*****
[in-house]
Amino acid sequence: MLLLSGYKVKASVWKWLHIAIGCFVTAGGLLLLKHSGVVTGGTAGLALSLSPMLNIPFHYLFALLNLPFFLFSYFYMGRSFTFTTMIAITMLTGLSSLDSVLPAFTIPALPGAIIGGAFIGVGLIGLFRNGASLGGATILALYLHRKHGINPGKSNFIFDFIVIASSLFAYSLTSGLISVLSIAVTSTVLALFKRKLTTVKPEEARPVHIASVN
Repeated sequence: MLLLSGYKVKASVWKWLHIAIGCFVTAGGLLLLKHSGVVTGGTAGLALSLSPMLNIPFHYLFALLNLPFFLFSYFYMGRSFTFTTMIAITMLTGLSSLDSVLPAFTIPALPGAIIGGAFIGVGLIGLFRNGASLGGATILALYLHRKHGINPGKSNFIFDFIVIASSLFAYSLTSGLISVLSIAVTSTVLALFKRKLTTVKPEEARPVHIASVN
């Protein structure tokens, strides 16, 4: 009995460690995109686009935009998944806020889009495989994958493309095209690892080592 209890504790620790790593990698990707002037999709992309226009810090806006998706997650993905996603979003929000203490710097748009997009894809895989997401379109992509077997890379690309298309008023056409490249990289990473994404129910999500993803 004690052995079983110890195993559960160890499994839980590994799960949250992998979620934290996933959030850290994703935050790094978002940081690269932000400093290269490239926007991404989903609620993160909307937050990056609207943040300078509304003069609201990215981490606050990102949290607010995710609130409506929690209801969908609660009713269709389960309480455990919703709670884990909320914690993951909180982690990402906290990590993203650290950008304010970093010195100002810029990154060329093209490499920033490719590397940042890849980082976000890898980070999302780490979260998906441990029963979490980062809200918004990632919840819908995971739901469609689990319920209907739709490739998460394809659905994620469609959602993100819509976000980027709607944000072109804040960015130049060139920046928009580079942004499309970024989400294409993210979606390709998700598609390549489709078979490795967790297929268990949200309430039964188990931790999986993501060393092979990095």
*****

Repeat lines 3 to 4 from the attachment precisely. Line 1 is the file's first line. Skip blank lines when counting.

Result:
Repeated sequence: MLLLSGYKVKASVWKWLHIAIGCFVTAGGLLLLKHSGVVTGGTAGLALSLSPMLNIPFHYLFALLNLPFFLFSYFYMGRSFTFTTMIAITMLTGLSSLDSVLPAFTIPALPGAIIGGAFIGVGLIGLFRNGASLGGATILALYLHRKHGINPGKSNFIFDFIVIASSLFAYSLTSGLISVLSIAVTSTVLALFKRKLTTVKPEEARPVHIASVN
């Protein structure tokens, strides 16, 4: 009995460690995109686009935009998944806020889009495989994958493309095209690892080592 209890504790620790790593990698990707002037999709992309226009810090806006998706997650993905996603979003929000203490710097748009997009894809895989997401379109992509077997890379690309298309008023056409490249990289990473994404129910999500993803 004690052995079983110890195993559960160890499994839980590994799960949250992998979620934290996933959030850290994703935050790094978002940081690269932000400093290269490239926007991404989903609620993160909307937050990056609207943040300078509304003069609201990215981490606050990102949290607010995710609130409506929690209801969908609660009713269709389960309480455990919703709670884990909320914690993951909180982690990402906290990590993203650290950008304010970093010195100002810029990154060329093209490499920033490719590397940042890849980082976000890898980070999302780490979260998906441990029963979490980062809200918004990632919840819908995971739901469609689990319920209907739709490739998460394809659905994620469609959602993100819509976000980027709607944000072109804040960015130049060139920046928009580079942004499309970024989400294409993210979606390709998700598609390549489709078979490795967790297929268990949200309430039964188990931790999986993501060393092979990095």